As President Obama prepares to travel to Saudi Arabia for a regional summit, several of the rulers he will meet are contending with dramatic changes at home. Plunging oil prices and soaring deficits are compelling Gulf countries to upend their decades-old social contract. In a region where government largesse has long ensured popular support, Saudi Arabia and others are implementing spending cuts and economic reforms, slashing subsidies for scholarships and building projects, and preparing to impose new taxes on citizens unaccustomed to paying them. The cuts haven’t (yet) constrained foreign policies of the region’s most active nations—Saudi Arabia, the United Arab Emirates and Qatar—but could soon.
Many nations cut foreign programs and assistance when funding is tight. Saudi Arabia cut its 2016 budget by $30 billion but increased its defense budget to nearly $57 billion—making it the world’s third-largest spender on defense, which now accounts for a quarter of Saudi government spending. The kingdom has other such expenses: the Saudi-dominated Arab coalition fighting in Yemen has cost hundreds of millions of dollars a month. Riyadh recently hosted twenty Muslim countries’ forces for “Northern Thunder,” a massive military exercise whose troop numbers were reported by some to stretch into the hundreds of thousands. Meanwhile, King Salman recently returned from Egypt, where he announced plans for Saudi to build a massive Red Sea bridge connecting Egypt and Saudi Arabia, was awarded two Red Sea islands and reportedly signed more than $20 billion in deals to finance Egypt’s petroleum needs for five years under generous terms, while also investing in Egypt’s Sinai region, among other projects.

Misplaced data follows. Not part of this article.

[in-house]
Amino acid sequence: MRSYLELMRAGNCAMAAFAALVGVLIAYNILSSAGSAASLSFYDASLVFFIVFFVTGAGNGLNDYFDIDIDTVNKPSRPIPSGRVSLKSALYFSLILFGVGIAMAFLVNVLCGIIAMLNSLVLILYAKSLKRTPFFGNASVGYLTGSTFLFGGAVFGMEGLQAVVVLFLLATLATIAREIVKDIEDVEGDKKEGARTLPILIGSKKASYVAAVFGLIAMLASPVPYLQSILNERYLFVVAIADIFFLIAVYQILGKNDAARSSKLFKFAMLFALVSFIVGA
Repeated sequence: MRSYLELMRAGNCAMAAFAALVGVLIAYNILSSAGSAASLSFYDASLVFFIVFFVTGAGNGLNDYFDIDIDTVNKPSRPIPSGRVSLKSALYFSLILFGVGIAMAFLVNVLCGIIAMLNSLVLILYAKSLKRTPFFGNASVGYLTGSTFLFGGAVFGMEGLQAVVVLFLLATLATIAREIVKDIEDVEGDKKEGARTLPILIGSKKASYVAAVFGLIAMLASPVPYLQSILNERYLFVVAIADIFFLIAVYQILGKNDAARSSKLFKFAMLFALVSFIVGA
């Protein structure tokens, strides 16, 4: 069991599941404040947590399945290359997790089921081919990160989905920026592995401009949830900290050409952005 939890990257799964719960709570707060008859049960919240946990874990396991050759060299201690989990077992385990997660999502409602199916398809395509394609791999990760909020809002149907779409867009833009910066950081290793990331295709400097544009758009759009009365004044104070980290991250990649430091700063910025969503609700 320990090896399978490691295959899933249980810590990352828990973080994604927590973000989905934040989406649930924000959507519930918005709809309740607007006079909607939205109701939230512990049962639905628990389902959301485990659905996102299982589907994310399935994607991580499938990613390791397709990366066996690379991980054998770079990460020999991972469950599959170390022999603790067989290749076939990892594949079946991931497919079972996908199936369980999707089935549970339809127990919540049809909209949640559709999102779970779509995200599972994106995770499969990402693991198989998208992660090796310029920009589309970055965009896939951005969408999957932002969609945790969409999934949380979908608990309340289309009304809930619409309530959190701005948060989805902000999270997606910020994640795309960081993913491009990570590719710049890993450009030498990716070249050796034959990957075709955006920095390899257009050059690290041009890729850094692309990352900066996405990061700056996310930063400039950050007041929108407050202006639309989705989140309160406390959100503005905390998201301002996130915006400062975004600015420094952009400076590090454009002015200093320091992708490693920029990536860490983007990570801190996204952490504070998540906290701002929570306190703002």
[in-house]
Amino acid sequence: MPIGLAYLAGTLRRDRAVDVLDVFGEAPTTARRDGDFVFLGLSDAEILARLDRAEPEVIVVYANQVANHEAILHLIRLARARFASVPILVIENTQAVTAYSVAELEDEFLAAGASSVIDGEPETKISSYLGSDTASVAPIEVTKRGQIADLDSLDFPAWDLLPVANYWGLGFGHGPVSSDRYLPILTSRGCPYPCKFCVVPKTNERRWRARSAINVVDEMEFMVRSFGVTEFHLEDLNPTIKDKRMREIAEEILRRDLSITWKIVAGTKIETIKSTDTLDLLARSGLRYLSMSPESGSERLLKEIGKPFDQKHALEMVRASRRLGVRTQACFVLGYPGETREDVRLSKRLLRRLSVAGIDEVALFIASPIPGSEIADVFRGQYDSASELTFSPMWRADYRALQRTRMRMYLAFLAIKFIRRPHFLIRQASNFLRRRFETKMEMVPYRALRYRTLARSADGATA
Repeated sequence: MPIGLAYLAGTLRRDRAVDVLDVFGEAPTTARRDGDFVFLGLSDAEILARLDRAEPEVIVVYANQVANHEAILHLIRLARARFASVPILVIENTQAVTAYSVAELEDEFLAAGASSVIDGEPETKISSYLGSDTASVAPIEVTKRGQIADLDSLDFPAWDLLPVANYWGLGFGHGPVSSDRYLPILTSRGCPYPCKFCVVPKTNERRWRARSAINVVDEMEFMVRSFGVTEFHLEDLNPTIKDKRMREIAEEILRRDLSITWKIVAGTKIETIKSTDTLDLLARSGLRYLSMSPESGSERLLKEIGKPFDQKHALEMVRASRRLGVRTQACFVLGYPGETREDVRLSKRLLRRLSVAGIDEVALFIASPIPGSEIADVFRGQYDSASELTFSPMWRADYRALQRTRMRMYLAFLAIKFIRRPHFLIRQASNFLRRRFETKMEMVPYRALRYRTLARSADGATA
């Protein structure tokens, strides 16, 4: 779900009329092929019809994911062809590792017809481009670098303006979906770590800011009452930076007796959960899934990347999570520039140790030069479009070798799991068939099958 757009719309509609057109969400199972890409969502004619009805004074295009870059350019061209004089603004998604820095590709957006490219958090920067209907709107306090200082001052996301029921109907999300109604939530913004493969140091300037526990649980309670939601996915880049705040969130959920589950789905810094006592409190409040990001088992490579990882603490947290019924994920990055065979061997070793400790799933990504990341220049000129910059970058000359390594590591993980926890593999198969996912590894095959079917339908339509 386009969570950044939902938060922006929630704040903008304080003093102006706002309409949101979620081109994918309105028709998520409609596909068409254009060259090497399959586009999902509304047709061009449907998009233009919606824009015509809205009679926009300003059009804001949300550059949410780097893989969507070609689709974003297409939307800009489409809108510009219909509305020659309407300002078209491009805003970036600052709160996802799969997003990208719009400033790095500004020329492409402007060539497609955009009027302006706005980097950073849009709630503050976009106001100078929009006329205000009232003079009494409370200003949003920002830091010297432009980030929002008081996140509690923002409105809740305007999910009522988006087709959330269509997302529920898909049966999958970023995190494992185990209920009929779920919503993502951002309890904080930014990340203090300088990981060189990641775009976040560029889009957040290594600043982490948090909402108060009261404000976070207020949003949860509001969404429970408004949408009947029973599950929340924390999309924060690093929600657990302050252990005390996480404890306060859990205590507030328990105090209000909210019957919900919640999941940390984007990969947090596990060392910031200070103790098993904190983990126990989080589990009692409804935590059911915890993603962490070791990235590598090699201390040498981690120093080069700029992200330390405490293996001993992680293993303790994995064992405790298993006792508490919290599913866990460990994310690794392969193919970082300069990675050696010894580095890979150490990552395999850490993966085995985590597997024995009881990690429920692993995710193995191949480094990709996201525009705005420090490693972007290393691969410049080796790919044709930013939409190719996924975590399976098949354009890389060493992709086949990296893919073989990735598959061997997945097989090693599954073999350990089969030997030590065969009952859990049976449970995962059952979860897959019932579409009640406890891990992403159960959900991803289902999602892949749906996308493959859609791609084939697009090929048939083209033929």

Some see a disconnect between the Saudis’ austerity at home and activismabroad and wonder whether Gulf countries, so mindful of their internal stability, should worry about a backlash. But Saudi Arabia’s heightened activism in the region may be fueled—rather than constrained—by domestic concerns.
In the Gulf countries’ telling, they are besieged by Iran and its proxies beating back an Islamist wave and doing so at a moment when—despite concrete U.S. assurances, massive arms sales and military help against the Houthis as well as ISIS—many perceive the United States to be withdrawing from the region. In this context, Saudi Arabia’s decision to go full-throttle simultaneously on regional assertiveness and economic transformation reflects a sense of urgency.
For King Salman and Deputy Crown Prince Mohammed bin Salman, his defense minister, the military campaign in Yemen, where a fragile ceasefire is faltering, provided a way to rally domestic support for a unifying cause at a moment of political and economic flux. Elsewhere in the Gulf, the conflict has helped forge a sense of national mission for Emiratis. The United Arab Emirates, Qatar and Kuwait have instituted forms of military conscription, in part to strengthen national identity among their people.
Middle East expert Karen Elliot House noted last month that “what frustrations people have internally are being turned not against Saudi Arabia, but against Iran.” Animus toward Shia Iran is a concern that unites Saudi rulers and their predominantly Sunni subjects, who fear that Tehran’s long reach will extend not just to Beirut, Damascus or Baghdad, but into Sana and the Shia communities of eastern Saudi Arabia.